Symphony as landscape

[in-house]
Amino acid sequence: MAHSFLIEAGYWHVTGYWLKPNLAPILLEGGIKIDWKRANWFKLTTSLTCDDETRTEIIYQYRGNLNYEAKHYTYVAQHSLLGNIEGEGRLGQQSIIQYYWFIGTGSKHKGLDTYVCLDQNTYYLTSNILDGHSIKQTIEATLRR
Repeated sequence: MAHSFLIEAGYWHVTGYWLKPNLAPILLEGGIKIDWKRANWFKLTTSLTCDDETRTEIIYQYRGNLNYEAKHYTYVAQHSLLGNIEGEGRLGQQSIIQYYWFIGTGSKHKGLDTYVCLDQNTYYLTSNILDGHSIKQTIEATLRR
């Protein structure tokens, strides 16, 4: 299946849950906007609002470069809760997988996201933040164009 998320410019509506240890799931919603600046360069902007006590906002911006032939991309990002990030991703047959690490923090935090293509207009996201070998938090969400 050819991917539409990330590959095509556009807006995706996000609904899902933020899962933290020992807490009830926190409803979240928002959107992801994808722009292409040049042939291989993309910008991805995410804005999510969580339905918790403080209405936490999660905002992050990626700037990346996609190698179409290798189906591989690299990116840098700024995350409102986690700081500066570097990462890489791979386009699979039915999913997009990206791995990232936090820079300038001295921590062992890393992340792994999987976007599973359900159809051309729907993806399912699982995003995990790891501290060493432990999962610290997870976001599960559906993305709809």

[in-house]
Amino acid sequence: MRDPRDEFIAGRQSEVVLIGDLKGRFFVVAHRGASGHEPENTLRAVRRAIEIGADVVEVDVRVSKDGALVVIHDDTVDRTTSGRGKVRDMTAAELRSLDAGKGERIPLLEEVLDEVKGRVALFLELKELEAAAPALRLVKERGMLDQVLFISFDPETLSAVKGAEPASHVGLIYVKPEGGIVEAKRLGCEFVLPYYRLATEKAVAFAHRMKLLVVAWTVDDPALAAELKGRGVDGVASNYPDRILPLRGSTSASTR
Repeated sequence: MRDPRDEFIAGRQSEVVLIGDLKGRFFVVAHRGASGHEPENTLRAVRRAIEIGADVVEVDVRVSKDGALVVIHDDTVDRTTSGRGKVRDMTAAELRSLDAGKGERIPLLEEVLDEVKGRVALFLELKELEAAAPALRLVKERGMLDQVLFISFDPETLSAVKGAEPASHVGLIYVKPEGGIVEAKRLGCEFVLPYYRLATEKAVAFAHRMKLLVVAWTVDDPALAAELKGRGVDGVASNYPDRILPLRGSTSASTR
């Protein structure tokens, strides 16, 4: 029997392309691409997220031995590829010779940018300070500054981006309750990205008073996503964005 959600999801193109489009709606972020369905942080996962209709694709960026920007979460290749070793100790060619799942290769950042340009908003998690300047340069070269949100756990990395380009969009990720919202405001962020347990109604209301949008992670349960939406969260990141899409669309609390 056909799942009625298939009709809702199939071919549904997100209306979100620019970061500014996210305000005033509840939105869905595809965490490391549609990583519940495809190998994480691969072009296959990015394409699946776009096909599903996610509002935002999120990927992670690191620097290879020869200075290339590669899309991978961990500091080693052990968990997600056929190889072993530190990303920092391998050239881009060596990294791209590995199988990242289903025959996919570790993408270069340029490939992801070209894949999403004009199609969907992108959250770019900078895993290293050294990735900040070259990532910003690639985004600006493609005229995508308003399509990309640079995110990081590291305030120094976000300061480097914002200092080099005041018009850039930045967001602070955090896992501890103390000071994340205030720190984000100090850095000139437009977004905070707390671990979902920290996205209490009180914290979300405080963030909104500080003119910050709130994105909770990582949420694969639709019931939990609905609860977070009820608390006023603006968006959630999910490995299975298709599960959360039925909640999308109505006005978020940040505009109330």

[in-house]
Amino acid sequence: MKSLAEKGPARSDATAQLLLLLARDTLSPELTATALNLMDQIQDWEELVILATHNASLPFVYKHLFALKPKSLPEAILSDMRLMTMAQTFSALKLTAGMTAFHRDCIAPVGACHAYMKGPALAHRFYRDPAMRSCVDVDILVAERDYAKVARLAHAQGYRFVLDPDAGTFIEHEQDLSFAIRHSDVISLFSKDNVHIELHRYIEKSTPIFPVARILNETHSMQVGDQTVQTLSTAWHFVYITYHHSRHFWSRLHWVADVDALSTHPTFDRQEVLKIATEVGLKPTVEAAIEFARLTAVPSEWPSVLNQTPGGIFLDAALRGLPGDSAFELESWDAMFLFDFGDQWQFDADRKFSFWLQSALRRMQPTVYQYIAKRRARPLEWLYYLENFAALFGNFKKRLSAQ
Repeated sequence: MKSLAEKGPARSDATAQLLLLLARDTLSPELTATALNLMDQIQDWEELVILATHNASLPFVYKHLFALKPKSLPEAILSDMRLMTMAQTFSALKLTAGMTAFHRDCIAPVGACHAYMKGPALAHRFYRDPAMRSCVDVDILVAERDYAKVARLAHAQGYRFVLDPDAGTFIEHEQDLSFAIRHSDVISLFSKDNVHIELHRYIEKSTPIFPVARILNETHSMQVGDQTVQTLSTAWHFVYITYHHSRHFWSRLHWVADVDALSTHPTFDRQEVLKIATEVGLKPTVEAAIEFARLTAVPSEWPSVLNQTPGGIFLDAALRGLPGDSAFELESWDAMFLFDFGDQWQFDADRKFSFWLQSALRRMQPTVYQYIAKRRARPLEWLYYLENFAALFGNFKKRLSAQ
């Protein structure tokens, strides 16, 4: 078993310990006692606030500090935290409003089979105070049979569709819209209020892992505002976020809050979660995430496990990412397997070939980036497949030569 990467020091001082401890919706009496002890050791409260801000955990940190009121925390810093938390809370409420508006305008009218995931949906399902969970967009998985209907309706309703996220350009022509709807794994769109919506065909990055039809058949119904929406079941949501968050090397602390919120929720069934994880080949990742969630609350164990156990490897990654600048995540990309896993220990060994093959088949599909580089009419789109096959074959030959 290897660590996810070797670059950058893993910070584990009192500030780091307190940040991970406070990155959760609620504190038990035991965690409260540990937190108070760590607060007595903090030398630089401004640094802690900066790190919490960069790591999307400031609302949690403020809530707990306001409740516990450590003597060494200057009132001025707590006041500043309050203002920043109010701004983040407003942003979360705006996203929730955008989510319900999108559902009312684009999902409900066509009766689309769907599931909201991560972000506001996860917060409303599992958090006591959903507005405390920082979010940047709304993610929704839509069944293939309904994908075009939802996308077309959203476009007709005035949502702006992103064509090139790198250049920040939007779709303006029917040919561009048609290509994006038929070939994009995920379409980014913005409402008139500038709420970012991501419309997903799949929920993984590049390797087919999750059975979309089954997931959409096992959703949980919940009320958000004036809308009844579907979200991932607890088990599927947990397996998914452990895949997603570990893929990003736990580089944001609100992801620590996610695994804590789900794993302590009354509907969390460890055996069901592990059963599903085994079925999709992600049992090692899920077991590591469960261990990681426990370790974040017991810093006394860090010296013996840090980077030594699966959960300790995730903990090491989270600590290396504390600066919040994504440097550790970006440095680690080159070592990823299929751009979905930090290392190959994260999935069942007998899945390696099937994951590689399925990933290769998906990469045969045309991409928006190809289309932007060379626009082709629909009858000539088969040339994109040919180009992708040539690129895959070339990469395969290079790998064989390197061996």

It has become a common sight in the last few years to see people walking around with ear-pieces / headphones listening to music. I usually only do this if I’m in a train or coach for several hours, but the other day I decided to try headphones during the 45 minute walk into the city centre. For playback I took a Sansaclip device. This is a portable music player only a little bigger than a matchbox. What’s great about it is that it will hold and play FLAC files – much better quality than mp3. There’s about 50-60 hours of classical music on this device. I left the house and started playing Moeran’s [1st] Symphony in G, a very attractive English work from the late 1930s with a strong Sibelius influence in parts. I was intrigued and surprised to find that I found the experience disconcerting, as though there was a cognitive dissonance between the music and the external world I was seeing on the walk. I thought about it afterward and decided that for me the experience of a symphony is like an inner landscape and I can only satisfactorily respond to one landscape / journey at a time. Physically moving through another at the same time is too much. Perhaps it would be a less dissonant experience with songs only.